“What an ass,” I said.

“Well, my feeling is that this might be better than if he had stuck around and been a horrible father. What if he became abusive toward Nate or something?”

“That would be a nightmare,” I replied. “I guess I’m glad it’s over quickly too, then. When you put it that way.”

“Anyway. Tell me about the baby. How’s Anna doing today? I can see her, but I have no idea what I’m really looking at.”

“She’s doing okay. Her doctors are planning to raise all of her feeds today by one cc. We’ll see if she can handle that without a reaction. They don’t think her digestive system is working normally. She’s back on the CPAP for breathing assistance, and that’s going really well, which is great. She’s stopped having apneas when she’s sleeping. So far we’re seeing very little evidence that something more serious could be wrong.”

“Thank God.”

We were very thankful. There were so many things that could have gone wrong, so many illnesses and problems that she could have faced. We really seemed to be avoiding a lot of the more serious issues so far, a minor miracle.

“What’s going on with you?” I asked. “God, we’ve talked about everything but you.”

“Things are maybe happening on the adoption front. It might be too early to tell though.”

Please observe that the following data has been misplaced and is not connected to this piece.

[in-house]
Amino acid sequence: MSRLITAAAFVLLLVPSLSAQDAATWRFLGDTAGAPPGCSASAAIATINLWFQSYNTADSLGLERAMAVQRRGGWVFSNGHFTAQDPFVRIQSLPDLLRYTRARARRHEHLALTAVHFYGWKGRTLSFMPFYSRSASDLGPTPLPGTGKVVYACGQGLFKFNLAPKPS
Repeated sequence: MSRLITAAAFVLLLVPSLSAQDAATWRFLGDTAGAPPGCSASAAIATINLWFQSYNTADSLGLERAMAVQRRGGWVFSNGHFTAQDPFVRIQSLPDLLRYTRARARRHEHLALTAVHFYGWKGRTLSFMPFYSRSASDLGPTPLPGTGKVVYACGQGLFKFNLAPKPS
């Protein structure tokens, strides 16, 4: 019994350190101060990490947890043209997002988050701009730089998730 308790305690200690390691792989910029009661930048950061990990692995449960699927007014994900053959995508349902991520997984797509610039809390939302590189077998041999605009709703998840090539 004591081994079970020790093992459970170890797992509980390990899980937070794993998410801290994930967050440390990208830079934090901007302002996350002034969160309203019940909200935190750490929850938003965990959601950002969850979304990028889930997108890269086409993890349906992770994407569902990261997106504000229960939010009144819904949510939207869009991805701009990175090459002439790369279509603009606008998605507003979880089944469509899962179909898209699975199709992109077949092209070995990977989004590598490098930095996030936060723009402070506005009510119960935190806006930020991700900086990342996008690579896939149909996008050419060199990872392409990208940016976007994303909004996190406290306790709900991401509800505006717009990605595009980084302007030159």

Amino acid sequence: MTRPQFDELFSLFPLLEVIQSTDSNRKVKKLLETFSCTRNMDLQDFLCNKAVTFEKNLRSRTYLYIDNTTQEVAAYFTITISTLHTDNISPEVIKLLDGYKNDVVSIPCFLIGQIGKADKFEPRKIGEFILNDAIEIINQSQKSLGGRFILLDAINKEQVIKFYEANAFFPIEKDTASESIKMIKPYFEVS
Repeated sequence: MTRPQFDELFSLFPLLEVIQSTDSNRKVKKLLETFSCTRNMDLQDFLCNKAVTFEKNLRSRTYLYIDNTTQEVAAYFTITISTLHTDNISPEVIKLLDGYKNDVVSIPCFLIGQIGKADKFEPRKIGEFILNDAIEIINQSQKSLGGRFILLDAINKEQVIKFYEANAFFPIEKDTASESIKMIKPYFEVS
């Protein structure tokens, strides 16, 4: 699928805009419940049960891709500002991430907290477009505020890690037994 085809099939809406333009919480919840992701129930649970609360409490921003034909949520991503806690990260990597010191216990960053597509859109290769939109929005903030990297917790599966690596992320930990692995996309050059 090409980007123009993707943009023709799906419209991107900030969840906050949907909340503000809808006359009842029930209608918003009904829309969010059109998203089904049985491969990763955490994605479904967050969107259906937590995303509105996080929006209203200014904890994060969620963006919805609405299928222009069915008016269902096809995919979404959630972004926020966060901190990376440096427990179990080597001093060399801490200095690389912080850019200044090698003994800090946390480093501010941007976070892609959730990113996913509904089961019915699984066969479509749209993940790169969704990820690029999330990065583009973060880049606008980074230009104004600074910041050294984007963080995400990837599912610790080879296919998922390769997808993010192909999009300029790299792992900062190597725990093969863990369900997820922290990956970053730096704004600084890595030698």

“What’s happening? I’m dying to know. Anything to have something else to think about right now.”

Julianne sighed. “All right. What’s going on is that a couple is very interested in us. But they aren’t due for a few months yet, so things could change.”

“Why are they giving the baby up? Could their situation change?”

“They’re older, and this pregnancy was a total accident. Their youngest is almost out of college, and they don’t want to do the whole parenting thing over again. They were about to retire, and can’t seem to deal with the idea of changing their plans.”

“And their older kids are okay with that?”

Julianne shrugged. “I get the feeling that they don’t know about the pregnancy. The kids are grown and out of the house, so there isn’t much chance of them catching on.”

“Why didn’t you tell us about them sooner?” I asked softly. “You know we’re happy for you guys, and that we won’t get our hopes up too high. We know what the process has been like for you so far. You’ve had, what, two previous matches that didn’t work out?”

“Yeah. For one, you’ve got a lot on your plate right now, and Paige does too. And there’s still so much time for them to change their minds, and I honestly think they will. They certainly have the means to raise the child themselves. I’m afraid that if their kids find out, they’ll put a stop to the adoption.”

“Good to be cautious then.”

“I think so.”

“I hope it works out.”

Julianne shrugged again. “I’m too sure that they’ll keep it. I’m not getting excited, or anticipatory. I don’t think this is our baby.”

“I suppose you never can be sure, until you have the baby in your arms.”

“Like being pregnant, yeah.”

“I can imagine. You’ve met these people?”

“A couple times. It’s definitely weird to get together with them and talk about what the future would be like for their child with us. They want us to raise their baby in the church, and send it to private school, and all that. That’s another reason I think they’ll change their minds. They are so sure and exact about their desires for their child.”

“You’re still on the list at your agency, right?”